The combustion of digester gas can supply useful energy in the form of hot air, hot water or steam. After filtering and drying, digester gas is suitable as fuel for an internal combustion engine, which, combined with a generator, can produce electricity. Future applications of digester gas may include electric power production from gas turbines or fuel cells. Digester gas can substitute for natural gas or propane in space heaters, refrigeration equipment, cooking stoves or other equipment. Compressed digester gas can be used as an alternative transportation fuel.

 
Manure Digesters
Anaerobic digestion and power generation at the farm level began in the United States in the early 1970s. Several universities conducted basic digester research. In 1978, Cornell University built an early plug-flow digester designed with a capacity to digest the manure from 60 cows.
 
In the 1980s, new federal tax credits spurred the construction of about 120 plug-flow digesters in the United States. However, many of these systems failed because of poor design or faulty construction. Adverse publicity about system failures and operational problems meant that fewer anaerobic digesters were being built by the end of the decade. High digester cost and declining farm land values reduced the digester industry to a small number of suppliers.
 
The Tillamook Digester Facility (MEAD Project) began operation in 2003. The facility is located on a site once occupled by a Navy blimp hanger on property owned by the Port of Tillamook Bay. The facility consists of two 400,000-gallon digester cells. The facility uses the biogas to run two Caterpillar engines, each coupled to a 200 kilowatt generator. The facility sells its electric output to the Tillamook PUD. Manure is brought to the facility by truck from participating dairy farms in the Tillamook area.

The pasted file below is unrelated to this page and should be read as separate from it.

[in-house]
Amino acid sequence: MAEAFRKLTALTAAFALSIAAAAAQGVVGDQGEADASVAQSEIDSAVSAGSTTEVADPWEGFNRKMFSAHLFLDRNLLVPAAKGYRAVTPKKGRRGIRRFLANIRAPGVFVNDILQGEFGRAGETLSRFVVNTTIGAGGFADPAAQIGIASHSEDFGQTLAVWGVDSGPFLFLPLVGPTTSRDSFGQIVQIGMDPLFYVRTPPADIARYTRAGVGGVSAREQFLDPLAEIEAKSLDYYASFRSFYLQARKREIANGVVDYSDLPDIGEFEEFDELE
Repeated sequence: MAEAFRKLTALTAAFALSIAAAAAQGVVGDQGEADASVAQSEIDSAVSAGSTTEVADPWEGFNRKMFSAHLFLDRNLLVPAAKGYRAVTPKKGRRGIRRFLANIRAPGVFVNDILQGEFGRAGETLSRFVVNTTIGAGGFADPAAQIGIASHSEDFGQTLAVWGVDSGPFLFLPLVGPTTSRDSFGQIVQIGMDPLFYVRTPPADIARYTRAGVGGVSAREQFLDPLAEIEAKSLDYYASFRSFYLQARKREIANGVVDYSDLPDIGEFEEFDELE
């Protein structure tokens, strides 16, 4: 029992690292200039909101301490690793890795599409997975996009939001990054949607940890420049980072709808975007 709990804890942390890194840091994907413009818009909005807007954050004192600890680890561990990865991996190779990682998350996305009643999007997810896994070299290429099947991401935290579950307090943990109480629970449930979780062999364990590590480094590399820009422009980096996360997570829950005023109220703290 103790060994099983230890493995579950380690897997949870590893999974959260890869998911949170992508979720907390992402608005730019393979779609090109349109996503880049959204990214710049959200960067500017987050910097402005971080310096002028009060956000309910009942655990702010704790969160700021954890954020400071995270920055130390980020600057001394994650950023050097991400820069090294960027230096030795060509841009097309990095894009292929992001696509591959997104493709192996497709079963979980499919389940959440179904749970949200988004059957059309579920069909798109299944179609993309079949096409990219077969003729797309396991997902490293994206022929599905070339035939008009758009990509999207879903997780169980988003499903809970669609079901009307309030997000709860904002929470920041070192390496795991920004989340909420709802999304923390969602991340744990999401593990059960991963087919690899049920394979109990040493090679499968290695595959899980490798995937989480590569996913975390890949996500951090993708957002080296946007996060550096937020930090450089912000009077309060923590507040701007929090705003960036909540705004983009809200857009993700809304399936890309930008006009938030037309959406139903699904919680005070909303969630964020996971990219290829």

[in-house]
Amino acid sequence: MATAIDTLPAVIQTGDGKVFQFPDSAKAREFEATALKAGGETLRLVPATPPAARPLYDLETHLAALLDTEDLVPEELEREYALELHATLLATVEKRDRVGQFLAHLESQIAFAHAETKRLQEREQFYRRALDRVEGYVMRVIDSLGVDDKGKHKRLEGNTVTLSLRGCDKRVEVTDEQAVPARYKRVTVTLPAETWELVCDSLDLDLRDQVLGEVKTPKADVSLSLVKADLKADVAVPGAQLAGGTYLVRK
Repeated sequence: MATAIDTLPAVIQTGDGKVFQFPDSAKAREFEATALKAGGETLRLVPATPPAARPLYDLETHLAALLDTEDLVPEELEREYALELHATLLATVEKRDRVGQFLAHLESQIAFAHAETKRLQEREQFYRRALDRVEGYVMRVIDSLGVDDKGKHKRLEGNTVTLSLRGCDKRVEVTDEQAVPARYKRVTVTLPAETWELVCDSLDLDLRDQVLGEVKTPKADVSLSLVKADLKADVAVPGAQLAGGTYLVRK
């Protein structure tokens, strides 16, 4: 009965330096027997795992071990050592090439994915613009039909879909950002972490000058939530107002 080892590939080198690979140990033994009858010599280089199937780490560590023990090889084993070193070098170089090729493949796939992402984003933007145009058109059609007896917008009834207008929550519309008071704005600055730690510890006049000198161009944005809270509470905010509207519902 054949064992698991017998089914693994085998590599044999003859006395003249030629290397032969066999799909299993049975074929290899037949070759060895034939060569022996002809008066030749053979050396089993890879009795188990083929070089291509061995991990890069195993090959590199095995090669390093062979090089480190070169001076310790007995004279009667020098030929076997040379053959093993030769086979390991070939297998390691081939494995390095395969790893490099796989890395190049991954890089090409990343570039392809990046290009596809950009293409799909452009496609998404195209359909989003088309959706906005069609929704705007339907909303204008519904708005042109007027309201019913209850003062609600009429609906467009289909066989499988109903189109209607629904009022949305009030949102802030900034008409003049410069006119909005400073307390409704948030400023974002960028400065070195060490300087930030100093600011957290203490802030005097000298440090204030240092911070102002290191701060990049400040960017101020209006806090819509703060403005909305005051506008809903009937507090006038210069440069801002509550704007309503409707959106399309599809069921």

Wastewater
Municipal sewage contains organic biomass solids, and many wastewater treatment plants use anaerobic digestion to reduce the volume of these solids. Anaerobic digestion stabilizes sewage sludge and destroys pathogens. Sludge digestion produces biogas containing 60-percent to 70-percent methane, with an energy content of about 600 Btu per cubic foot.
 
Most wastewater treatment plants that use anaerobic digesters burn the gas for heat to maintain digester temperatures and to heat building space. Unused gas is burned off as waste but could be used for fuel in an engine-generator or fuel cell to produce electric power.
 
A fuel cell at the Columbia Boulevard Wastewater Treatment Plant in Portland, Oregon, converts digester gas into electricity. The fuel cell began producing power in July 1999. The Columbia Boulevard fuel cell will produce an estimated 1,500,000 kilowatt-hours of electricity each year

 
Landfill Gas
The same anaerobic digestion process that produces biogas from animal manure and wastewater occurs naturally underground in landfills. Most landfill gas results from the decomposition of cellulose contained in municipal and industrial solid waste. Unlike animal manure digesters, which control the anaerobic digestion process, the digestion occurring in landfills is an uncontrolled process of biomass decay.
 
The efficiency of the process depends on the waste composition and moisture content of the landfill, cover material, temperature and other factors. The biogas released from landfills, commonly called "landfill gas," is typically 50-percent methane, 45-percent carbon dioxide and 5-percent other gases. The energy content of landfill gas is 400 to 550 Btu per cubic foot.
 
Capturing landfill gas before it escapes to the atmosphere allows for conversion to useful energy. A landfill must be at least 40 feet deep and have at least one million tons of waste in place for landfill gas collection and power production to be technically feasible.
 
A landfill gas-to-energy system consists of a series of wells drilled into the landfill. A piping system connects the wells and collects the gas. Dryers remove moisture from the gas, and filters remove impurities. The gas typically fuels an engine-generator set or gas turbine to produce electricity. The gas also can fuel a boiler to produce heat or steam. Further gas cleanup improves biogas to pipeline quality, the equivalent of natural gas. Reforming the gas to hydrogen would make possible the production of electricity using fuel cell technology.